Where most cooked pu-erhs on dry smell whiff of fish and marinas, this one smelled like a lightly smoked Lapsang. So far, so good, I thought. I did about a teaspoon of shavings in a gaiwan, four infusions. That hickory sensation was present on the foretaste, followed by an actual earthy element (not a “supposedly” earthy), and ended on a non-astringent note. It confirms that a cooked pu-erh needs to age naturally for about a half-decade before it’s any good…on average.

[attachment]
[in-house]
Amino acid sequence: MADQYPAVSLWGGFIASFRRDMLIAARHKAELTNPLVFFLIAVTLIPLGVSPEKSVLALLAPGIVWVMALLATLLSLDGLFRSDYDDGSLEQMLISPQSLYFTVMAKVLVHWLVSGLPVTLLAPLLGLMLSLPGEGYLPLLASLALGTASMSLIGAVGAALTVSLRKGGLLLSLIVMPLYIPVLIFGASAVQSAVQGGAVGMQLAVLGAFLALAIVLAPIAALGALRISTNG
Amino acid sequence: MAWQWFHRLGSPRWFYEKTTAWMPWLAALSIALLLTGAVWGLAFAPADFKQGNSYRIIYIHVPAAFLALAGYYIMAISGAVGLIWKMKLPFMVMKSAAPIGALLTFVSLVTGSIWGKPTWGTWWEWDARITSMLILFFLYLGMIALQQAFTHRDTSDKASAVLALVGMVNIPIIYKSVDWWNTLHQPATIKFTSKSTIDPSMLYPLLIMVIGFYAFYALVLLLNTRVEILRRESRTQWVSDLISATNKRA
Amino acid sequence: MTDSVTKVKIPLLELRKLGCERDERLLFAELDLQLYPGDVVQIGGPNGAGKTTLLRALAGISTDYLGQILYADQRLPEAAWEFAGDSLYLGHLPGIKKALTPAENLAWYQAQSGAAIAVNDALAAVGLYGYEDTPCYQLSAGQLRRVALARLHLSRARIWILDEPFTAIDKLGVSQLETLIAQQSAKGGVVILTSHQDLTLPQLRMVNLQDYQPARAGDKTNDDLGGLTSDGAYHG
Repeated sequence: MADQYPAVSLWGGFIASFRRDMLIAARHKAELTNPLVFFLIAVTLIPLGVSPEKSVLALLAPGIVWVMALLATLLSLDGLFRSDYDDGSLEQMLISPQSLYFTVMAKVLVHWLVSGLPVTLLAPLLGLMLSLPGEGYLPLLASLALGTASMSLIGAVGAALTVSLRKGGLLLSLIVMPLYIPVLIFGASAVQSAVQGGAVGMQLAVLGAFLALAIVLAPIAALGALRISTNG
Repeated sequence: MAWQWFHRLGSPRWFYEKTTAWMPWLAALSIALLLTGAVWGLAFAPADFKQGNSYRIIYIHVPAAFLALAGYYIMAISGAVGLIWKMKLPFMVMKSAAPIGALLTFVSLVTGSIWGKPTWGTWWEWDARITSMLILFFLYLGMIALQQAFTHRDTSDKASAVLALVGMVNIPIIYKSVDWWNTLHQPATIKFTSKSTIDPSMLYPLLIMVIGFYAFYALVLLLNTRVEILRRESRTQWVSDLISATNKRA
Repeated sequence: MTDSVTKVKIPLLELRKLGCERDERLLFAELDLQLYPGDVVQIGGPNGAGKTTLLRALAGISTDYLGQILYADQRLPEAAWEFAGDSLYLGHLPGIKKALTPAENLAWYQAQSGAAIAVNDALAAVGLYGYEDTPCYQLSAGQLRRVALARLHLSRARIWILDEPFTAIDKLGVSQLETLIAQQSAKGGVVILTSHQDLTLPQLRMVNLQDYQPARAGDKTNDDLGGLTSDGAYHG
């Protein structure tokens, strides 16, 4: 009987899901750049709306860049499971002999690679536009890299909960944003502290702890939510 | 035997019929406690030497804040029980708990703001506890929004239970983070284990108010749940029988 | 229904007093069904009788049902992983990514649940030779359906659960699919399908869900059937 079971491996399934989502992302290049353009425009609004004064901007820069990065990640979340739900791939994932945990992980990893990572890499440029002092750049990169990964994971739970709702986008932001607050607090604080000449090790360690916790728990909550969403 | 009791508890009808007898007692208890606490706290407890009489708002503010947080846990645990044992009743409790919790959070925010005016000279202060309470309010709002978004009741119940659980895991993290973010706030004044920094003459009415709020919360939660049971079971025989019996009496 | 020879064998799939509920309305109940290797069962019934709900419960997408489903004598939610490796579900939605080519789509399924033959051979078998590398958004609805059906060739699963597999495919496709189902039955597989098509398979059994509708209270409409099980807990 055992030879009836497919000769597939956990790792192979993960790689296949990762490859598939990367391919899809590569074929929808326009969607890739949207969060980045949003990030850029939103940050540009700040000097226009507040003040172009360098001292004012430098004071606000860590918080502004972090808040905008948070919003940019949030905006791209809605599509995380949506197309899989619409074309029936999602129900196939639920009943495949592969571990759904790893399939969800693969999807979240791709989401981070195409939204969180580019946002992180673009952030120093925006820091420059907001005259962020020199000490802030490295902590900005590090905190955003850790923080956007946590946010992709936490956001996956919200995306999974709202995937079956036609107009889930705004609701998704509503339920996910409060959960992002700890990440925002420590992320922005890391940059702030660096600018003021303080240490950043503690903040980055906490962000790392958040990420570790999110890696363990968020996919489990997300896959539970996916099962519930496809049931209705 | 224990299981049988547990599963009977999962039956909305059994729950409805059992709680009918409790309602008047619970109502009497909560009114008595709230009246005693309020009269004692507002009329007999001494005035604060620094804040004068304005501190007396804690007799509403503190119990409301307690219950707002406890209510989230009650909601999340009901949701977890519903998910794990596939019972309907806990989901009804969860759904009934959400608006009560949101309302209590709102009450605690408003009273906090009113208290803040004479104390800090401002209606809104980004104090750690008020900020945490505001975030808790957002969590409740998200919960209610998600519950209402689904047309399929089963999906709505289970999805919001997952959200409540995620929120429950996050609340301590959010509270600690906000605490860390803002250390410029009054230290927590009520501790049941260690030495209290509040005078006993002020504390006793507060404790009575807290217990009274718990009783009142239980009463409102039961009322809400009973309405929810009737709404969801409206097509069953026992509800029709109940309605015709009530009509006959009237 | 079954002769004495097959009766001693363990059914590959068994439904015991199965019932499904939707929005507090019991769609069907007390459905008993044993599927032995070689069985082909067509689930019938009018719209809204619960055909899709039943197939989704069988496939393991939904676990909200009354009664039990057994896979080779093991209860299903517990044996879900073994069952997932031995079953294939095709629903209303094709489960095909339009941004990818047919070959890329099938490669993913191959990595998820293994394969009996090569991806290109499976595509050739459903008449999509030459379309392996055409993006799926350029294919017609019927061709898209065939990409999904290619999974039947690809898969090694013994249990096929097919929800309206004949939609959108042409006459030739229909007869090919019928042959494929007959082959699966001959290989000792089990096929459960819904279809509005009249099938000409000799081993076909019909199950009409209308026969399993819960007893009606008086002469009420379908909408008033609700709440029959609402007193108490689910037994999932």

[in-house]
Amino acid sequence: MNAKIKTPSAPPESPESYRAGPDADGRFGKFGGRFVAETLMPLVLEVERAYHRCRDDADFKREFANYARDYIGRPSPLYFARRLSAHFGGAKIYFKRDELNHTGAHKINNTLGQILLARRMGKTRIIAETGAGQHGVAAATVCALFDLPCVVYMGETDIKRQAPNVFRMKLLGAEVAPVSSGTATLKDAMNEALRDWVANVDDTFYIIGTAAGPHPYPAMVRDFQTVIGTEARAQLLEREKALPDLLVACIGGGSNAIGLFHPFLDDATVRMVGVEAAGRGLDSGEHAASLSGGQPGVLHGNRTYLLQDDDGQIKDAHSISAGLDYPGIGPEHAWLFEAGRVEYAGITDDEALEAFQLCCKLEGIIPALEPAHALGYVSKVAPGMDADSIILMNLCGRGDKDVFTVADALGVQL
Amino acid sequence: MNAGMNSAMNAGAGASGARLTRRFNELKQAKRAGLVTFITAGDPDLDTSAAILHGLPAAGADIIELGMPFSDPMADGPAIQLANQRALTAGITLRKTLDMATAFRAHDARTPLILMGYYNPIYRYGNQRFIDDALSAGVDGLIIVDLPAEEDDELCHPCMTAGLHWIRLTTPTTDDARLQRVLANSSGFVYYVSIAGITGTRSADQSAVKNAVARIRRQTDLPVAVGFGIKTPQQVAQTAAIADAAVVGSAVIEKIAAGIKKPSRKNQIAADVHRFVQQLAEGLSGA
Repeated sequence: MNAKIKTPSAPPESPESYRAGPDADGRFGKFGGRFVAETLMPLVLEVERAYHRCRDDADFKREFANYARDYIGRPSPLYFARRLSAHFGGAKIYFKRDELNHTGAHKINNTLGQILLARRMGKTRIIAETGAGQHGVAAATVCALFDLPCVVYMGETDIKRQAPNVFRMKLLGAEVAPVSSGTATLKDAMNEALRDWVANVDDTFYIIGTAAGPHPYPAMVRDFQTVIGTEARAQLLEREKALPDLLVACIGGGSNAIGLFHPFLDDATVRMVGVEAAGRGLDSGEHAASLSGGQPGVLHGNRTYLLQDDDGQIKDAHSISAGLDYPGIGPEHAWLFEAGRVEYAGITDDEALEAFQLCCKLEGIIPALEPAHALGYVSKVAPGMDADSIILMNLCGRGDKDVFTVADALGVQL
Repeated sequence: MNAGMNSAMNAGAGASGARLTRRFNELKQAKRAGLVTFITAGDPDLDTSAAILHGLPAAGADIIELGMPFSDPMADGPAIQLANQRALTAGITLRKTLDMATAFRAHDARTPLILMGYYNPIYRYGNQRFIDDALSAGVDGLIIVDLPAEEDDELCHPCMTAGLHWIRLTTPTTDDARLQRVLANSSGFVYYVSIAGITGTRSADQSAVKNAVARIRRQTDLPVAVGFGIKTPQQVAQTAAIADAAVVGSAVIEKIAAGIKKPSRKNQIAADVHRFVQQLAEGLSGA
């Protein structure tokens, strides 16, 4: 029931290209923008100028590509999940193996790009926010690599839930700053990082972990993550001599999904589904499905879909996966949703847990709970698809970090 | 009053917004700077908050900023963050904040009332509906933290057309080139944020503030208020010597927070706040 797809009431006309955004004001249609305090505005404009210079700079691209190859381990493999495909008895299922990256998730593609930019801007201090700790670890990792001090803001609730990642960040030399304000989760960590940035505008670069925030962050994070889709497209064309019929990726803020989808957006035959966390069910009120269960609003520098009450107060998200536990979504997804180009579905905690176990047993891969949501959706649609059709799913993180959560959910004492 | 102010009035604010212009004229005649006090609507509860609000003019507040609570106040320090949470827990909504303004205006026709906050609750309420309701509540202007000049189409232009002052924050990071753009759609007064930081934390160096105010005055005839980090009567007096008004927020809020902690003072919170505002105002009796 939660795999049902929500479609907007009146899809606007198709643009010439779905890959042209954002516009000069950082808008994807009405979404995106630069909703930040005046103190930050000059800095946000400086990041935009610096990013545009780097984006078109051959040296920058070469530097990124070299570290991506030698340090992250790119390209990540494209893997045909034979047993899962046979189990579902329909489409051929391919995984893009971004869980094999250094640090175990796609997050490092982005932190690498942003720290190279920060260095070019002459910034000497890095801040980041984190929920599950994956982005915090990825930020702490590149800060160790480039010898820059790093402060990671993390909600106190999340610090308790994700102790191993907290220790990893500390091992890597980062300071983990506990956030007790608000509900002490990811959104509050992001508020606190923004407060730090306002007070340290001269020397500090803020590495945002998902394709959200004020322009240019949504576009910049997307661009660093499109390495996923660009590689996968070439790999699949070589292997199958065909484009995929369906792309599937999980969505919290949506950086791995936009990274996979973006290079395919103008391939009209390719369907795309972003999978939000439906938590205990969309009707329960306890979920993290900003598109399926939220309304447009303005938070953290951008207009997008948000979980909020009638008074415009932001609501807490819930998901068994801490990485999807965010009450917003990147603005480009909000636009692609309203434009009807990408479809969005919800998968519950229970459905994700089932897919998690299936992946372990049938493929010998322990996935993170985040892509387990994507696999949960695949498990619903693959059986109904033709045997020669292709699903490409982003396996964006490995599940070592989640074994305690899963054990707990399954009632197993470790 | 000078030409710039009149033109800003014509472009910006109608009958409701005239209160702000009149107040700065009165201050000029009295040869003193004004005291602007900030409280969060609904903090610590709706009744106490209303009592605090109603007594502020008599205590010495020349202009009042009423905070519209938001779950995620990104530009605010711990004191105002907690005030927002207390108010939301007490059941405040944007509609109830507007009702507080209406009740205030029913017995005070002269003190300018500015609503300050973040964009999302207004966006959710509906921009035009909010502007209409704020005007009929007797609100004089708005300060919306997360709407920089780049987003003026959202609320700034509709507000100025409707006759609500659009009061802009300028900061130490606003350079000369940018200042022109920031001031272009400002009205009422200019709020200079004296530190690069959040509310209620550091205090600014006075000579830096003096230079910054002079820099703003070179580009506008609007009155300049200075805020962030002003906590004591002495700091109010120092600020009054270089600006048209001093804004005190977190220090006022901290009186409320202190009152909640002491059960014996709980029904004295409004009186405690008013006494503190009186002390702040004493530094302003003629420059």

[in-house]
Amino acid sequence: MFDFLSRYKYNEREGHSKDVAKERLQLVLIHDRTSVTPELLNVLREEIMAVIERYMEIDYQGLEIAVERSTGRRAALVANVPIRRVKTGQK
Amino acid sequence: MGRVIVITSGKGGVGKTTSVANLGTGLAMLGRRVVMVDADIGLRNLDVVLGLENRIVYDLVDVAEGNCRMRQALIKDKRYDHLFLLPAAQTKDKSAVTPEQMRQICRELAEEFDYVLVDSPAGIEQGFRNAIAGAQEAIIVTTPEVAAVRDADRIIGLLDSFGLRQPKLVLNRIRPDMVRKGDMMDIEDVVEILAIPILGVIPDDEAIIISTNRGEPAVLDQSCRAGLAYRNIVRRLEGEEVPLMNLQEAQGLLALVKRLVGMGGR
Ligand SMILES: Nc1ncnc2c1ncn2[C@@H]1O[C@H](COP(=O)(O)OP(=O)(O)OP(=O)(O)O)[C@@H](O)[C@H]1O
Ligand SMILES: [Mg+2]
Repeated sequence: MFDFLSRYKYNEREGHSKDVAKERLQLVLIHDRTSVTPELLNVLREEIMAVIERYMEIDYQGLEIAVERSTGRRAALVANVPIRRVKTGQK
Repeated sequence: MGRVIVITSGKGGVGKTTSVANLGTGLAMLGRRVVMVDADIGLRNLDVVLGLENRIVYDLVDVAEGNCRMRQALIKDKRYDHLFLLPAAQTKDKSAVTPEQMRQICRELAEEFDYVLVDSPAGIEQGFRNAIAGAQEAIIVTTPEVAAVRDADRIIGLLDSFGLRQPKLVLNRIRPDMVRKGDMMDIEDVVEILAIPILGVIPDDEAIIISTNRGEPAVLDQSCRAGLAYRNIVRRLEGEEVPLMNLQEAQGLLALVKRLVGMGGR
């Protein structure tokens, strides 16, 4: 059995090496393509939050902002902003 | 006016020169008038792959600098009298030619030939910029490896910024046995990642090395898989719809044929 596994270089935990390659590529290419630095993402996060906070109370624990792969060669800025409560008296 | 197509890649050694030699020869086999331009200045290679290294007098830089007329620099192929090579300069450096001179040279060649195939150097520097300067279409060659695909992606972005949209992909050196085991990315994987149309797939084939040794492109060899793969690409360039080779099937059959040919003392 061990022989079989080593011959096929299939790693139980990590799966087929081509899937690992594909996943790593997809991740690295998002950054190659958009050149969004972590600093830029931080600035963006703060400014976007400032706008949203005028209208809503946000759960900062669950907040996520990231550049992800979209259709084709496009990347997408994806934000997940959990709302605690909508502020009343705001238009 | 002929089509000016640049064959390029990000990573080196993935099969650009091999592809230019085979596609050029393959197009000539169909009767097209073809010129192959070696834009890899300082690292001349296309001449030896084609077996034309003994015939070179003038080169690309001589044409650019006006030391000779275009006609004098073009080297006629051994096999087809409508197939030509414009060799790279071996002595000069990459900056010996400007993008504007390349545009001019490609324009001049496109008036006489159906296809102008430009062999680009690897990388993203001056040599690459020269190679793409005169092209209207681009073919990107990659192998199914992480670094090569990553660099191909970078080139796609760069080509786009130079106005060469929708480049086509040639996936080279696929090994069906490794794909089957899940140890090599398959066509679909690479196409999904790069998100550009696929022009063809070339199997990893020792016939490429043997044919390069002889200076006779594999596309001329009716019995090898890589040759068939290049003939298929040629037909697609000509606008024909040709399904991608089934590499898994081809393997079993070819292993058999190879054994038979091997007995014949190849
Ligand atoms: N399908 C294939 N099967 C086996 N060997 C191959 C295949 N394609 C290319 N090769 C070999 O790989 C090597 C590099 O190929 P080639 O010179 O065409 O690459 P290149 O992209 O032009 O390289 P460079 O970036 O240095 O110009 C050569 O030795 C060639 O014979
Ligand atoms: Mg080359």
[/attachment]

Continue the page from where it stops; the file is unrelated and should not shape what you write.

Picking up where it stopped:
2006 Nan Qiao Jia Jia Cooked Beeng Cha
This Nan Qiao raw puerh beeng (disc) is a good example of the high quality raw puerh that modern producers can achieve. Ready for drinking now but will improve with a few years ageing.
“A good clear liquor, a slightly astringent taste and a sweeter undertone; all signs that this raw puerh will improve over time.”